Journal Article

Differences in K-ras and p53 gene mutations among pancreatic adenocarcinomas associated with regional environmental pollution

Amr S. Soliman, An-Chi Lo, Mousumi Banerjee, Nabih El-Ghawalby, Hussein M. Khaled, Sherif Bayoumi, Ibrahim A. Seifeldin, Atef Abdel-Aziz, James L. Abbruzzese, Joel K. Greenson and Stanley R. Hamilton

in Carcinogenesis

Volume 28, issue 8, pages 1794-1799
Published in print August 2007 | ISSN: 0143-3334
Published online June 2007 | e-ISSN: 1460-2180 | DOI: http://dx.doi.org/10.1093/carcin/bgm138
Differences in K-ras and p53 gene mutations among pancreatic adenocarcinomas associated with regional environmental pollution

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Background: Variations in genetic mutations in pancreatic carcinoma between different geographical regions have not been studied extensively, especially in developing countries where pancreatic cancer is relatively rare. Methods: We studied the molecular pathology of 54 pancreatic adenocarcinomas from Egyptian patients residing in a heavily polluted region of the eastern Nile River delta and compared the findings with 45 tumors from patients residing in low-pollution regions. Results: Rates of K-ras mutation in codon 12 and of p53 mutation in exons 5–8 were higher in tumors of patients from the high-pollution region as compared with the low-pollution regions (61.5 versus 34.2%, respectively, for K-ras, P = 0.01; 25.9 versus 11.6%, respectively, for p53, P = 0.08). There were also distinct differences in the specific types of K-ras and p53 mutations between the two regions. The ratio of G-to-T k-ras transversion mutation (codon 12) relative to wild-type was significantly higher in tumors from the high-pollution region (0.90) than tumors from the non-pollution site (0.28) (P = 0.03). Relative to tumors with wild-type, the ratio of p53 mutations in exons 5, 7 or 8 to wild-type in tumors from the high-pollution region was significantly higher than the ratio from the non-pollution site (0.28 versus 0.03, P = 0.01). Logistic regression showed that G-to-T transversion mutation in K-ras was predicted by the region of residence of the patients. Conclusions: Our study reveals that there are differences in the frequencies and types of K-ras and p53 mutations found in pancreatic adenocarcinomas of patients in high-pollution and low-pollution regions in Egypt and suggests that environmental factors may explain these differences. We speculate that gene–environment interactions in pancreatic carcinogenesis also occur in other populations.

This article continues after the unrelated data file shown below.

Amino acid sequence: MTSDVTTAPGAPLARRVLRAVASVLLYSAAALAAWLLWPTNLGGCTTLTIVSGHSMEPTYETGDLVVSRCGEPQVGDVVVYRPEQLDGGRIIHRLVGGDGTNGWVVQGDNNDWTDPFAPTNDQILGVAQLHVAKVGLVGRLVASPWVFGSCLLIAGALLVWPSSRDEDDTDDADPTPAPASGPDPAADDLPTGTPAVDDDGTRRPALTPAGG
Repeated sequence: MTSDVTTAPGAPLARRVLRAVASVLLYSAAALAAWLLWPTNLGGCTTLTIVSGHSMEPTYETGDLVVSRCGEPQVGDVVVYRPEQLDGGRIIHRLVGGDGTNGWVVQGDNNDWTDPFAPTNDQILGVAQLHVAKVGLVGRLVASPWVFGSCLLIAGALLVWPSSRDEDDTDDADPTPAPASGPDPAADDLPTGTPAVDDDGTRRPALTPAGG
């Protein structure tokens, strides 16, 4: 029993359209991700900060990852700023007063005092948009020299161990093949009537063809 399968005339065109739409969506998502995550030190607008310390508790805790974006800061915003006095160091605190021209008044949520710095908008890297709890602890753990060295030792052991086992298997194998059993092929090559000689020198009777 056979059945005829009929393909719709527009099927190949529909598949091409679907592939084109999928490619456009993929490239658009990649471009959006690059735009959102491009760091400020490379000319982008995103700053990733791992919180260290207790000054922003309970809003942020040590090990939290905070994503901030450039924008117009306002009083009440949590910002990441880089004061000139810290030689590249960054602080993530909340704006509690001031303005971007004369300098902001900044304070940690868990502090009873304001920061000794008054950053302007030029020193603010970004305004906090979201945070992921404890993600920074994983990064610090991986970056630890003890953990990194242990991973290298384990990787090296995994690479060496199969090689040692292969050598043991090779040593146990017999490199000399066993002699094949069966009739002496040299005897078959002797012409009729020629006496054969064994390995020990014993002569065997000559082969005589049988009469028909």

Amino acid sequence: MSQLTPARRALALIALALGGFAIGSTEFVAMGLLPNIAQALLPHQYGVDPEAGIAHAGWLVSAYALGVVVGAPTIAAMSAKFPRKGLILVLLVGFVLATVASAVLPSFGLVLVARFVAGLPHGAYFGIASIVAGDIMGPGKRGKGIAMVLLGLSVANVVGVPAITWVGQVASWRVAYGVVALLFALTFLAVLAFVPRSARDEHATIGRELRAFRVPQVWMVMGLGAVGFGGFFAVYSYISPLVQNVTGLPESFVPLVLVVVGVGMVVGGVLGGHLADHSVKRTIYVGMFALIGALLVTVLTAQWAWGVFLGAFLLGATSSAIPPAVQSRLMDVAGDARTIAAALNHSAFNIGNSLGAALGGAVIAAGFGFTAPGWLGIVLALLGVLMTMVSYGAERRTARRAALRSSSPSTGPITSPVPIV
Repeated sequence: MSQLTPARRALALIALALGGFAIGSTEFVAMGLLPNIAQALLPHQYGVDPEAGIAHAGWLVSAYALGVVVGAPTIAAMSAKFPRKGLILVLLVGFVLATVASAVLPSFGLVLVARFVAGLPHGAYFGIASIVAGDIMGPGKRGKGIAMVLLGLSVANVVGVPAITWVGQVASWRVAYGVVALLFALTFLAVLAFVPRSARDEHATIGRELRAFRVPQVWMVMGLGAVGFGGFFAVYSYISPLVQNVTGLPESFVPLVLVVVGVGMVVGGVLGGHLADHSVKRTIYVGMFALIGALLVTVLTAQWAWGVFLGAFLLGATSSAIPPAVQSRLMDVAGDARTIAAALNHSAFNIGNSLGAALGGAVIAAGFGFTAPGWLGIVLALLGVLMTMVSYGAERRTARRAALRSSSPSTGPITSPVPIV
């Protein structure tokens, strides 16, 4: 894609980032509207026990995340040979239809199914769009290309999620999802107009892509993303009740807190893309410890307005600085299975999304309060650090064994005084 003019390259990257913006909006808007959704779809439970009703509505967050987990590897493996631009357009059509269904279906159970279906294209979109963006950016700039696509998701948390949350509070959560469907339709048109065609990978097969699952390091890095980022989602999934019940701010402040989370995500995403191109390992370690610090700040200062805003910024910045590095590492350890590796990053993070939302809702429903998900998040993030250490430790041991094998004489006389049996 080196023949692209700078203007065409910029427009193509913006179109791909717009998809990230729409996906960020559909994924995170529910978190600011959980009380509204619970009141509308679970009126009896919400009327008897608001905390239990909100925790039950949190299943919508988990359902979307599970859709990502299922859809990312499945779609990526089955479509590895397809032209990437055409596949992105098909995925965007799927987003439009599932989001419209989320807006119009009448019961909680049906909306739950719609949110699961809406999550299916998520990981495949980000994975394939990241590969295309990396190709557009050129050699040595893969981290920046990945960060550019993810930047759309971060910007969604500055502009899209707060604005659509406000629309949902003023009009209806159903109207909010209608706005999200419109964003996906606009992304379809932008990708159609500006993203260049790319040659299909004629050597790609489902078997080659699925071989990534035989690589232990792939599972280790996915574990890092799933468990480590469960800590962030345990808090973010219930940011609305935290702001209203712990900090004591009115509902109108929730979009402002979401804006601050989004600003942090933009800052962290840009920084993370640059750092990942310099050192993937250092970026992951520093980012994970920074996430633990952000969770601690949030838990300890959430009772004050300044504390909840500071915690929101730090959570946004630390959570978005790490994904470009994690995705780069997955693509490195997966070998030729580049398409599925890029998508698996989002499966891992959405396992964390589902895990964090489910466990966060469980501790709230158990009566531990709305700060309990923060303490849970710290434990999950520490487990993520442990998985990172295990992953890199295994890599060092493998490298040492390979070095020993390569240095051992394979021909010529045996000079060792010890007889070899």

Journal Article.  4911 words. 

Subjects: Clinical Cytogenetics and Molecular Genetics

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